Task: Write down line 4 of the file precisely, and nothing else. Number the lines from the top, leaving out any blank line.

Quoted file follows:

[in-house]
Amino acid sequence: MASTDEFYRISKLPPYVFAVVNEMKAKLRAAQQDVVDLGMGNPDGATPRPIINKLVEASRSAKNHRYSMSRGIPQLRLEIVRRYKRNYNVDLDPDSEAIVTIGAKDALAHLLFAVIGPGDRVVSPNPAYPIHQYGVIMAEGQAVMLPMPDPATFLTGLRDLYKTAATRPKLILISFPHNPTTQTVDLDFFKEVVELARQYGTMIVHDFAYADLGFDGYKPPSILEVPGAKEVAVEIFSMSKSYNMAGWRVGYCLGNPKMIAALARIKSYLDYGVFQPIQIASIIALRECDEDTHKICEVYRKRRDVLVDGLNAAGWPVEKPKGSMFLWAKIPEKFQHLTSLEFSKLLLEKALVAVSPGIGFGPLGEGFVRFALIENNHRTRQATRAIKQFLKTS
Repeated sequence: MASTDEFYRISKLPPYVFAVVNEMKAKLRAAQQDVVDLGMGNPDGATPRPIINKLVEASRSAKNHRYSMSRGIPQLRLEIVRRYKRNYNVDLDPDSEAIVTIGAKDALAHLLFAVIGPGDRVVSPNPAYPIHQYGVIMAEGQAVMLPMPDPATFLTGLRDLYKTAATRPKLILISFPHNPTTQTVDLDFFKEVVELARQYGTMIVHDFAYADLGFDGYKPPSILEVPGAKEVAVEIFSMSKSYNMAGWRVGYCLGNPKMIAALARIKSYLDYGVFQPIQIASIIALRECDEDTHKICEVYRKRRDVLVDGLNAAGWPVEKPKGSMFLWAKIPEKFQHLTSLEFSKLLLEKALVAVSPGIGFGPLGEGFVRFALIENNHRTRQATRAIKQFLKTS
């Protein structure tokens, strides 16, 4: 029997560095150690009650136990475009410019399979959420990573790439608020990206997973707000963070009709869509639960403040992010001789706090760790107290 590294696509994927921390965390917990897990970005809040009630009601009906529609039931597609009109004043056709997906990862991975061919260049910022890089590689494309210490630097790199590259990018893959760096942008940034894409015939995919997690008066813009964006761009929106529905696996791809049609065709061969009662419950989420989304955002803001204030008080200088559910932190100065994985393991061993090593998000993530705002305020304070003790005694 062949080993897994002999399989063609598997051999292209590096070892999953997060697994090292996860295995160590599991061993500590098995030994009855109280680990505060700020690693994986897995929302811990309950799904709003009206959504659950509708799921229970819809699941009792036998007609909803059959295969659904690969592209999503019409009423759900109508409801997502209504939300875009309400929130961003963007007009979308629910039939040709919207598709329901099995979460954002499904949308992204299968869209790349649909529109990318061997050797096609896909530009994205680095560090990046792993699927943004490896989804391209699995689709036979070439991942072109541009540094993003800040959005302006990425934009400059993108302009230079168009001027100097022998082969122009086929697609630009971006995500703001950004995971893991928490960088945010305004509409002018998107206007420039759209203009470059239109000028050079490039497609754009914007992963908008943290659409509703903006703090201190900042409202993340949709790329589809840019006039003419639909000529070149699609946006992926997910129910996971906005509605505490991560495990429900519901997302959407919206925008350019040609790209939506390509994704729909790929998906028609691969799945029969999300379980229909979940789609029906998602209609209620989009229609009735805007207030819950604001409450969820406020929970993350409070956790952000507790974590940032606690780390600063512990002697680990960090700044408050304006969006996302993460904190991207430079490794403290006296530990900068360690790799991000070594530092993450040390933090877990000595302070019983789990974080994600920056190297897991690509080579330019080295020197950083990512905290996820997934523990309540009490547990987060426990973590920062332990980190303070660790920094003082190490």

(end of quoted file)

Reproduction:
């Protein structure tokens, strides 16, 4: 029997560095150690009650136990475009410019399979959420990573790439608020990206997973707000963070009709869509639960403040992010001789706090760790107290 590294696509994927921390965390917990897990970005809040009630009601009906529609039931597609009109004043056709997906990862991975061919260049910022890089590689494309210490630097790199590259990018893959760096942008940034894409015939995919997690008066813009964006761009929106529905696996791809049609065709061969009662419950989420989304955002803001204030008080200088559910932190100065994985393991061993090593998000993530705002305020304070003790005694 062949080993897994002999399989063609598997051999292209590096070892999953997060697994090292996860295995160590599991061993500590098995030994009855109280680990505060700020690693994986897995929302811990309950799904709003009206959504659950509708799921229970819809699941009792036998007609909803059959295969659904690969592209999503019409009423759900109508409801997502209504939300875009309400929130961003963007007009979308629910039939040709919207598709329901099995979460954002499904949308992204299968869209790349649909529109990318061997050797096609896909530009994205680095560090990046792993699927943004490896989804391209699995689709036979070439991942072109541009540094993003800040959005302006990425934009400059993108302009230079168009001027100097022998082969122009086929697609630009971006995500703001950004995971893991928490960088945010305004509409002018998107206007420039759209203009470059239109000028050079490039497609754009914007992963908008943290659409509703903006703090201190900042409202993340949709790329589809840019006039003419639909000529070149699609946006992926997910129910996971906005509605505490991560495990429900519901997302959407919206925008350019040609790209939506390509994704729909790929998906028609691969799945029969999300379980229909979940789609029906998602209609209620989009229609009735805007207030819950604001409450969820406020929970993350409070956790952000507790974590940032606690780390600063512990002697680990960090700044408050304006969006996302993460904190991207430079490794403290006296530990900068360690790799991000070594530092993450040390933090877990000595302070019983789990974080994600920056190297897991690509080579330019080295020197950083990512905290996820997934523990309540009490547990987060426990973590920062332990980190303070660790920094003082190490």